She spread out Christmas to last from Saint Nicholas Eve
until Twelfth Night; and burned the greens on the hearth
with a choked feeling of utter desolation" (103).
from Roller Skates (1936)
by Ruth Sawyer
[more on my book blog]
Seems so short a time ago that we were bringing them home.
In fact, this picture of Ben and our neighbor Tammy,
carrying home her greens from the Farmers' Market,
was taken a long time ago --
just before Christmas 1995, on Beaumont Avenue, Philadelphia
If you start counting with Christmas Day as the First Day, then January 5th is the Twelfth Day of Christmas (as in the song), tonight is Twelfth Night (as in the Shakespeare play), and tomorrow is the Epiphany -- the day the Wise Men arrived with the gifts.
For the last hundred years or so, in England and the U.S. anyway, the Christmas Season pretty much comes to a close with a New Year's Eve Party & New Year's Day Parades; but pre - Dickens, it was more the custom to celebrate the full Twelve Days (as suggested by the elaborate gifts in the song; or in the church with a saint for each day). Twelfth Night was the time for a big party with a huge frosted King's Cake, containing hidden surprises (nowadays the British Christmas Cake or the American Mardi Gras Cake).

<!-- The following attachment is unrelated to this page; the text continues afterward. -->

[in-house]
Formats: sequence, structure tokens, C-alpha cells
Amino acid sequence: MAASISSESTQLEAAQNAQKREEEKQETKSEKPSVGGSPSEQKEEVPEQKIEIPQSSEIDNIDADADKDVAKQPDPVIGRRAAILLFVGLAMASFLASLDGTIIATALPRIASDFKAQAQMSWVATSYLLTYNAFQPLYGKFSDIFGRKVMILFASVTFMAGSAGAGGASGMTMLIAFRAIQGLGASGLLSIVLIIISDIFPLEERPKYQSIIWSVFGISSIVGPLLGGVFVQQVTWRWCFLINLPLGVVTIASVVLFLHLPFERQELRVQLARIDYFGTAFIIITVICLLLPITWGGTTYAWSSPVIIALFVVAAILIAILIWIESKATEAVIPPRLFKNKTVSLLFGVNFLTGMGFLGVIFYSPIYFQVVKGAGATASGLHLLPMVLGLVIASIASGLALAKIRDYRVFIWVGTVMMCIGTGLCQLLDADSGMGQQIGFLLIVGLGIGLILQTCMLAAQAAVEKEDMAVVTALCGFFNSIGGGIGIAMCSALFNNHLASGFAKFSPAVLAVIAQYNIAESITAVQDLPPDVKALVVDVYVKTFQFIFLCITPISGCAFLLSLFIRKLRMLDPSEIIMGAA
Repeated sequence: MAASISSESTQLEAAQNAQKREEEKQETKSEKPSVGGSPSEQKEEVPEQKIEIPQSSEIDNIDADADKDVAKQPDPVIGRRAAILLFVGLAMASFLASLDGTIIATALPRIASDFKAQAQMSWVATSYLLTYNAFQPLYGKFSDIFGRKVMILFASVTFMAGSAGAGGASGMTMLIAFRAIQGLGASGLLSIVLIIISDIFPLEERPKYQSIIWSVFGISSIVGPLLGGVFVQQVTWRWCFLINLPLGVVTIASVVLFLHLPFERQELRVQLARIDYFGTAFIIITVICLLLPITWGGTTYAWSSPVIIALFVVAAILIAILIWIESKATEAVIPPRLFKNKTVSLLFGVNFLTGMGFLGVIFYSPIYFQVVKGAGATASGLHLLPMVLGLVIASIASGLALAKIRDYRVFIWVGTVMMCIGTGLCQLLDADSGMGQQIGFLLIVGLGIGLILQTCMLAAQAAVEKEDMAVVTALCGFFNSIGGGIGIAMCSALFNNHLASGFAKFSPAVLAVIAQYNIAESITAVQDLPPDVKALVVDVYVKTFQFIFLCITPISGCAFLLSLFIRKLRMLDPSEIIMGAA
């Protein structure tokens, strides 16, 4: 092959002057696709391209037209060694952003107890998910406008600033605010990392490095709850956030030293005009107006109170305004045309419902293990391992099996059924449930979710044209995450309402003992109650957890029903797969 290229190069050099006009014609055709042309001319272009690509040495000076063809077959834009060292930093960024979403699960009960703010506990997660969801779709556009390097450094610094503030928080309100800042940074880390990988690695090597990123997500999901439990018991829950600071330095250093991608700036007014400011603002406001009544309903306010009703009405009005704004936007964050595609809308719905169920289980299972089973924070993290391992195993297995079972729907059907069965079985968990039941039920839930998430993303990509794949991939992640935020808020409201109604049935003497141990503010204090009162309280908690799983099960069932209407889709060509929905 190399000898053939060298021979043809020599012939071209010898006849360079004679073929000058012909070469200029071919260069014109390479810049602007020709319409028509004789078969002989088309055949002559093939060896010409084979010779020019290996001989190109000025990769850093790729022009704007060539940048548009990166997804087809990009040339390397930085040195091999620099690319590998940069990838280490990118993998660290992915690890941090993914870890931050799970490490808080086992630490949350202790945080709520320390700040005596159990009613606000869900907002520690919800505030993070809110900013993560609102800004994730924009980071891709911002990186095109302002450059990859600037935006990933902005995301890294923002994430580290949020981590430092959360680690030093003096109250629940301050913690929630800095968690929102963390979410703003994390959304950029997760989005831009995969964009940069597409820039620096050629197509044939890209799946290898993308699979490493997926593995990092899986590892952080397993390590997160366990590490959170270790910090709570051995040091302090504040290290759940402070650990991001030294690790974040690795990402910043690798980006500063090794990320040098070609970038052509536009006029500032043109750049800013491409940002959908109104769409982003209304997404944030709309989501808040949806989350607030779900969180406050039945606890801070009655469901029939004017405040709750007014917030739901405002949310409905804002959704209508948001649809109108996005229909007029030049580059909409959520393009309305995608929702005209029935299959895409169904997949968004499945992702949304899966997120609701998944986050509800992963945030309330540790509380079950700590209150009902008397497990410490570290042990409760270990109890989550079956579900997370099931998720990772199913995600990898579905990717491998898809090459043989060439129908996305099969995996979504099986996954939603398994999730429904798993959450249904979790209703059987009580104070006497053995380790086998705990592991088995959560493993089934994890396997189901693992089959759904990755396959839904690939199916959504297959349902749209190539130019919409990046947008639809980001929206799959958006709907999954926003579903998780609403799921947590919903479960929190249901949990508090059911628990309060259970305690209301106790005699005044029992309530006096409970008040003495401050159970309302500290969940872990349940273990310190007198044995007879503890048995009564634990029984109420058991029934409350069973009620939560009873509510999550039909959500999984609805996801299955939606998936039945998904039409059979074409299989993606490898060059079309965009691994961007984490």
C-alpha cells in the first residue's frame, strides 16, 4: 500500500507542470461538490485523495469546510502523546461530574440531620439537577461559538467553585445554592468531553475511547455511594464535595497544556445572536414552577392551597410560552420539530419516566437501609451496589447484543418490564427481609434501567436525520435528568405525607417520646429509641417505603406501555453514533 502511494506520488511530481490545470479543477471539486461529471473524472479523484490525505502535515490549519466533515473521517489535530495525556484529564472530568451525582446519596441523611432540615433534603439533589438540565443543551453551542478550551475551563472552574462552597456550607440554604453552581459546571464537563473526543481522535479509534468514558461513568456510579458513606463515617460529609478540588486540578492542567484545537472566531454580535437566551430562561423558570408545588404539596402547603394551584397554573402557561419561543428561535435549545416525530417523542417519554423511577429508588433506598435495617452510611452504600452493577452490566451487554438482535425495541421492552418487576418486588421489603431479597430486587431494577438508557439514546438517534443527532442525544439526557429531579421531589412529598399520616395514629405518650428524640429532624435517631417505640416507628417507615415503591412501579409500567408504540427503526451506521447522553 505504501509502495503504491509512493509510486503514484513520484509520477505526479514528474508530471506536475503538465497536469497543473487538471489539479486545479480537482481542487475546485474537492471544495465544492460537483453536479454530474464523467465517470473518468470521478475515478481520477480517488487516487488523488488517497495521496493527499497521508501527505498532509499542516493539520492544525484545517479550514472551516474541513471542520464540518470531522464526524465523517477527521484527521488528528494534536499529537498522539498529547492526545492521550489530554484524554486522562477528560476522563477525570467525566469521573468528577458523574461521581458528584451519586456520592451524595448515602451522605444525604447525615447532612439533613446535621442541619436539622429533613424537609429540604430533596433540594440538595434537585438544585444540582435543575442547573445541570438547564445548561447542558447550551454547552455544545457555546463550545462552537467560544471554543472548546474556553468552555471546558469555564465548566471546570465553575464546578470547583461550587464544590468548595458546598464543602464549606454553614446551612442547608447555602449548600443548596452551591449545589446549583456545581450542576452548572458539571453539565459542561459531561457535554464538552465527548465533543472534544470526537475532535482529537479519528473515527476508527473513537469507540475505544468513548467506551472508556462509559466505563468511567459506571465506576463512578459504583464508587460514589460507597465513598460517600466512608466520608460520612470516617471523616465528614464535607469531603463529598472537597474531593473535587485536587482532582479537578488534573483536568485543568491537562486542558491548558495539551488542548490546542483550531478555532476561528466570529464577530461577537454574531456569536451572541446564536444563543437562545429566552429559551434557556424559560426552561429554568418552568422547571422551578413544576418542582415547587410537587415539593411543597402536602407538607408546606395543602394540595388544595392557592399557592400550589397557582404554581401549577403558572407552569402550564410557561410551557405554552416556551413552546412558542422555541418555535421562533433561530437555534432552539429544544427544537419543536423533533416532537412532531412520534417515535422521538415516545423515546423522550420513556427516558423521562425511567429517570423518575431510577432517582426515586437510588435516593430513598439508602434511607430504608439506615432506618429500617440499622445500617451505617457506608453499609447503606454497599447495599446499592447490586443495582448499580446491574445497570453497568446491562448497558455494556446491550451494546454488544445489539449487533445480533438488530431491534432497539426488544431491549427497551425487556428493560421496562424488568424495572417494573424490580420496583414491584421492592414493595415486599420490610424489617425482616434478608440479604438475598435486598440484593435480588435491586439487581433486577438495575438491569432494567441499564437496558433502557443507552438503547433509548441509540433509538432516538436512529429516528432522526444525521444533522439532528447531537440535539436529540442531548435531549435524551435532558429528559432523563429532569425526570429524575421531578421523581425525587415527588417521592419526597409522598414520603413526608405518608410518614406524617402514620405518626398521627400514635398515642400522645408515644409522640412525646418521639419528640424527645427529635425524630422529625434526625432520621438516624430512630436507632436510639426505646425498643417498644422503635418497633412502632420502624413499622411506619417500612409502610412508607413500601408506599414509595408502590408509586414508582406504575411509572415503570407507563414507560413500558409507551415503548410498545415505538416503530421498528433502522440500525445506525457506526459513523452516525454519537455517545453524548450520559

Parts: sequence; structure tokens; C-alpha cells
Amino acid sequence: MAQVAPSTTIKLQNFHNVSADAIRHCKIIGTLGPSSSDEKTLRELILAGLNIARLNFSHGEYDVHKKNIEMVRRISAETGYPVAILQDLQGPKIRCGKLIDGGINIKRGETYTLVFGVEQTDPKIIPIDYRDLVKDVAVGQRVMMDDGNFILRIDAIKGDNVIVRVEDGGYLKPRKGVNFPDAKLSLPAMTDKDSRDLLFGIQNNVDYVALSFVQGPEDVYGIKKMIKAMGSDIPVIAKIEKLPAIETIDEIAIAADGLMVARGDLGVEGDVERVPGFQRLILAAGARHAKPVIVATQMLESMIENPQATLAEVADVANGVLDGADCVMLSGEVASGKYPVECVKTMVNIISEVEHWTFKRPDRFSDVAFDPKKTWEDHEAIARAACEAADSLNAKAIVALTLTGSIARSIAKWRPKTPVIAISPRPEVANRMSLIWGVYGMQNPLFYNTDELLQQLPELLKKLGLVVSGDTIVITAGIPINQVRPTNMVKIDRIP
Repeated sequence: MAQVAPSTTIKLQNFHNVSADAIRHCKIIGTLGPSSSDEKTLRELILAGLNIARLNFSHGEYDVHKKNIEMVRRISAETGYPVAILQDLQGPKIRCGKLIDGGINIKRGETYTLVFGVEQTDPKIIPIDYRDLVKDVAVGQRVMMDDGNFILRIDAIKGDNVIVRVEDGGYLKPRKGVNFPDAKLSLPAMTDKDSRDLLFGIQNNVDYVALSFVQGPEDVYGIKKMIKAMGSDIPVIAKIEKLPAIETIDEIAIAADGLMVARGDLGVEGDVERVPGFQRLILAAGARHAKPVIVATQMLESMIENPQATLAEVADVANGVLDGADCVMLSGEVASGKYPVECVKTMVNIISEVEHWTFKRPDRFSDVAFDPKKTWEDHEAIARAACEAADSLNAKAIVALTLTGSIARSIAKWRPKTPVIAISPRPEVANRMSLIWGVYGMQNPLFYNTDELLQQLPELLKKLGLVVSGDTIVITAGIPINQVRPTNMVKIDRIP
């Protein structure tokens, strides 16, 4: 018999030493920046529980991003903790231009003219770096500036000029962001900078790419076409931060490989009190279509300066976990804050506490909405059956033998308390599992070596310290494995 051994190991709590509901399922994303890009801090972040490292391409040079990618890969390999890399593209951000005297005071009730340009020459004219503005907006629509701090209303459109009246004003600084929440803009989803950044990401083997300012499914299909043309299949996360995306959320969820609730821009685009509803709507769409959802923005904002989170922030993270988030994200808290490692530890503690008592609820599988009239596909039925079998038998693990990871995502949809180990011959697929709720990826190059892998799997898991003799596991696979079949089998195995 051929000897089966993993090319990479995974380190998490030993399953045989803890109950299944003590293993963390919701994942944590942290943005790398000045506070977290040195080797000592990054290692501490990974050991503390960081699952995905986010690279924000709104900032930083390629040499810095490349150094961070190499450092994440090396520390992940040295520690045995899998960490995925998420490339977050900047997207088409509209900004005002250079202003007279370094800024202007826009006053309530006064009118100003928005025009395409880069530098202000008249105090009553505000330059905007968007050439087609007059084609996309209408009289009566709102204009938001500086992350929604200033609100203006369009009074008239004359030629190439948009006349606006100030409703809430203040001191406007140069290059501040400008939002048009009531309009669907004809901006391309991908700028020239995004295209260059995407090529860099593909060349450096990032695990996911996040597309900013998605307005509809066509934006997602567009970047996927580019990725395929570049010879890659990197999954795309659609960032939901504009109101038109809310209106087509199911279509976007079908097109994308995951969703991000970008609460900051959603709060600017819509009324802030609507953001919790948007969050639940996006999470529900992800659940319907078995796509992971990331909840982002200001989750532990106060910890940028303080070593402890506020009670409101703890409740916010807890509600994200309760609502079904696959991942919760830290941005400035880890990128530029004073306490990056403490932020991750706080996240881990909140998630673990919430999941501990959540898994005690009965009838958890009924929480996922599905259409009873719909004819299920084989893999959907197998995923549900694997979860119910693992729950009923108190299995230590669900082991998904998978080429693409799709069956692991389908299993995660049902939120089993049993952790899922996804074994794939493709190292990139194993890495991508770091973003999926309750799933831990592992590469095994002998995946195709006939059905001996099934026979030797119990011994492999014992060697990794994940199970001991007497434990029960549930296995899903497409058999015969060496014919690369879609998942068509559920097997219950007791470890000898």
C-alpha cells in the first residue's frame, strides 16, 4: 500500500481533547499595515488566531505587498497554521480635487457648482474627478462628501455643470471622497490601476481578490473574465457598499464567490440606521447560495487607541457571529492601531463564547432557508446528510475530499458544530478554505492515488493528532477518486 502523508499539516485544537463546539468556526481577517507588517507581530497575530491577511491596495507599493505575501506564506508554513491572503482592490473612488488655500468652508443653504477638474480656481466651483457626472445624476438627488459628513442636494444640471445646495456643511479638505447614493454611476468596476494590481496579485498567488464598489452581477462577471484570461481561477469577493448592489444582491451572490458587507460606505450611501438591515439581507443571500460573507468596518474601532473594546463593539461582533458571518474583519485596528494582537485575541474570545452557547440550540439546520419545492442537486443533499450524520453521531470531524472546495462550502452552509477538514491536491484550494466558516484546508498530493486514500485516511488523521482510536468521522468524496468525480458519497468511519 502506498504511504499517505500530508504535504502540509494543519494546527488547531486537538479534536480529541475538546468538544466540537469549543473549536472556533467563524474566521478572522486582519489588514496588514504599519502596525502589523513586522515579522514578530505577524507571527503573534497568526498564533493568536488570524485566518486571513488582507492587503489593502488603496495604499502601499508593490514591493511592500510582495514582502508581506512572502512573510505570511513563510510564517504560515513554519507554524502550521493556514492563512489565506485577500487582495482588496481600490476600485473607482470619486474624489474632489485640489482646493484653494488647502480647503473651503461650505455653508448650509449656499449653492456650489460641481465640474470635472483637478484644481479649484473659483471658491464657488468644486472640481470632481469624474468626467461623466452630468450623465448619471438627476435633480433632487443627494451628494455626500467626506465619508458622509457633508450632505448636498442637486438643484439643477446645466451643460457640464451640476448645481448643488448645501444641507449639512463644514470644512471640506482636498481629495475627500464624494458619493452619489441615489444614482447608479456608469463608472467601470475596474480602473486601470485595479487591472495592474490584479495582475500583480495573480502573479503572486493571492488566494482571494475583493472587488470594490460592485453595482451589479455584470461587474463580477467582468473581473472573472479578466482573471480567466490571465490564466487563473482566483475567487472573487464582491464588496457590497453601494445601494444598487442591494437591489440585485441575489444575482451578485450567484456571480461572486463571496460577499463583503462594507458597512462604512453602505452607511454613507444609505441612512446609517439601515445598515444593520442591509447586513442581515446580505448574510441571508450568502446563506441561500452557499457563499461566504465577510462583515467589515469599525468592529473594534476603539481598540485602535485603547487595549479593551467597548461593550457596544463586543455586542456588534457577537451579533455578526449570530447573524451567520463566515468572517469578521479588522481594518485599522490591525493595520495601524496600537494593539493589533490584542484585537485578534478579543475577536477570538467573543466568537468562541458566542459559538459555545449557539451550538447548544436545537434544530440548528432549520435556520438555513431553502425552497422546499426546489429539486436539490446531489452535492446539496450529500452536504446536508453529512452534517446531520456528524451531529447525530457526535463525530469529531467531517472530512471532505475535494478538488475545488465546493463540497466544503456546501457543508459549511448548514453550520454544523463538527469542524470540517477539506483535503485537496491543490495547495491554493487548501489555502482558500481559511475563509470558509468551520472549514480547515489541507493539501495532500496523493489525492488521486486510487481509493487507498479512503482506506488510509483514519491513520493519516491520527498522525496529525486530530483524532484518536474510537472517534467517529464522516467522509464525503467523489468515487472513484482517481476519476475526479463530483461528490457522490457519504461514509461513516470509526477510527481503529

In either tradition -- whether you conclude the season on New Year's Eve or Twelfth Night -- January 5th was considered a good time to put away all the decorations, though earlier medieval custom allowed the greens to hang until February 2nd, the cross - quarter day that brings the Winter Solstice half-way to the Vernal Equinox (which explains why we celebrate with the Ground Hog on that day).
PS. My personal tradition allows me to keep the trees up WAY past any of the above designated dates . . . but that's another story! It always seems to me that you can leave the tree up beyond Twelfth Night if you want; however, any leftover Christmas Cake or Pudding must be polished off before midnight!